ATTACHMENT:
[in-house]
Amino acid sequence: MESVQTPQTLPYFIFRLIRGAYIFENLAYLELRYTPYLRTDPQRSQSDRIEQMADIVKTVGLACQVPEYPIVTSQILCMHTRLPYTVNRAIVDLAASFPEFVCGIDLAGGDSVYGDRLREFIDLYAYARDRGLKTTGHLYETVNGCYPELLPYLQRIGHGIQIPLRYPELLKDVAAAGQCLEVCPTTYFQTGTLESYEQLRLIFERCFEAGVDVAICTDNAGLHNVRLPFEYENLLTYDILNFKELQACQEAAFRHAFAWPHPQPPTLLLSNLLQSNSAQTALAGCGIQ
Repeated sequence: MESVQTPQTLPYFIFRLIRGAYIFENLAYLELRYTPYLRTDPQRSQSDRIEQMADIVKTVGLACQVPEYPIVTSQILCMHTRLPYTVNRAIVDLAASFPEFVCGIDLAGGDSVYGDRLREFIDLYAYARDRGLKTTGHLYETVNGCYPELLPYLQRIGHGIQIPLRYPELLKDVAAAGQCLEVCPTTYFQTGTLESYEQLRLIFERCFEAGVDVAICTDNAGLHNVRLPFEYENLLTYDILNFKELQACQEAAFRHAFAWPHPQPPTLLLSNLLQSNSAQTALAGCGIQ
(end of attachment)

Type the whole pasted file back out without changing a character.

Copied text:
[in-house]
Amino acid sequence: MESVQTPQTLPYFIFRLIRGAYIFENLAYLELRYTPYLRTDPQRSQSDRIEQMADIVKTVGLACQVPEYPIVTSQILCMHTRLPYTVNRAIVDLAASFPEFVCGIDLAGGDSVYGDRLREFIDLYAYARDRGLKTTGHLYETVNGCYPELLPYLQRIGHGIQIPLRYPELLKDVAAAGQCLEVCPTTYFQTGTLESYEQLRLIFERCFEAGVDVAICTDNAGLHNVRLPFEYENLLTYDILNFKELQACQEAAFRHAFAWPHPQPPTLLLSNLLQSNSAQTALAGCGIQ
Repeated sequence: MESVQTPQTLPYFIFRLIRGAYIFENLAYLELRYTPYLRTDPQRSQSDRIEQMADIVKTVGLACQVPEYPIVTSQILCMHTRLPYTVNRAIVDLAASFPEFVCGIDLAGGDSVYGDRLREFIDLYAYARDRGLKTTGHLYETVNGCYPELLPYLQRIGHGIQIPLRYPELLKDVAAAGQCLEVCPTTYFQTGTLESYEQLRLIFERCFEAGVDVAICTDNAGLHNVRLPFEYENLLTYDILNFKELQACQEAAFRHAFAWPHPQPPTLLLSNLLQSNSAQTALAGCGIQ